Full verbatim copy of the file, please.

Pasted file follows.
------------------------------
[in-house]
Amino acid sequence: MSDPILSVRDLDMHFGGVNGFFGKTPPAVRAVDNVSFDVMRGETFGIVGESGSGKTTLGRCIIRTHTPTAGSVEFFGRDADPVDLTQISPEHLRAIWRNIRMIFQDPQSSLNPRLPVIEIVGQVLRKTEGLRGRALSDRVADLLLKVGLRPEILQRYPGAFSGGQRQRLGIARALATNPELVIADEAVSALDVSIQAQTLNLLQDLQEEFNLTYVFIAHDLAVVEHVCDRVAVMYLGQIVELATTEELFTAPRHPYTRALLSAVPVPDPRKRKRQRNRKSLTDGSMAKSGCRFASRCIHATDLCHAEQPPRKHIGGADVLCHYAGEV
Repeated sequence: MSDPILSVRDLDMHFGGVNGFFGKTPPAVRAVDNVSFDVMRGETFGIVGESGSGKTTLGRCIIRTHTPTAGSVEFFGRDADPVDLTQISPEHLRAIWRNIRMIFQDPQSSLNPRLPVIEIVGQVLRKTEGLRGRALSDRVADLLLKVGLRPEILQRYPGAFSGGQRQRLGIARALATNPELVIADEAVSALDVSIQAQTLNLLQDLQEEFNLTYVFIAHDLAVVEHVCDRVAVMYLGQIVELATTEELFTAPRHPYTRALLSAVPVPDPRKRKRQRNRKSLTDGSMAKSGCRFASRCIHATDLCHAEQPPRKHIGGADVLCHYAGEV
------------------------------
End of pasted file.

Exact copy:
[in-house]
Amino acid sequence: MSDPILSVRDLDMHFGGVNGFFGKTPPAVRAVDNVSFDVMRGETFGIVGESGSGKTTLGRCIIRTHTPTAGSVEFFGRDADPVDLTQISPEHLRAIWRNIRMIFQDPQSSLNPRLPVIEIVGQVLRKTEGLRGRALSDRVADLLLKVGLRPEILQRYPGAFSGGQRQRLGIARALATNPELVIADEAVSALDVSIQAQTLNLLQDLQEEFNLTYVFIAHDLAVVEHVCDRVAVMYLGQIVELATTEELFTAPRHPYTRALLSAVPVPDPRKRKRQRNRKSLTDGSMAKSGCRFASRCIHATDLCHAEQPPRKHIGGADVLCHYAGEV
Repeated sequence: MSDPILSVRDLDMHFGGVNGFFGKTPPAVRAVDNVSFDVMRGETFGIVGESGSGKTTLGRCIIRTHTPTAGSVEFFGRDADPVDLTQISPEHLRAIWRNIRMIFQDPQSSLNPRLPVIEIVGQVLRKTEGLRGRALSDRVADLLLKVGLRPEILQRYPGAFSGGQRQRLGIARALATNPELVIADEAVSALDVSIQAQTLNLLQDLQEEFNLTYVFIAHDLAVVEHVCDRVAVMYLGQIVELATTEELFTAPRHPYTRALLSAVPVPDPRKRKRQRNRKSLTDGSMAKSGCRFASRCIHATDLCHAEQPPRKHIGGADVLCHYAGEV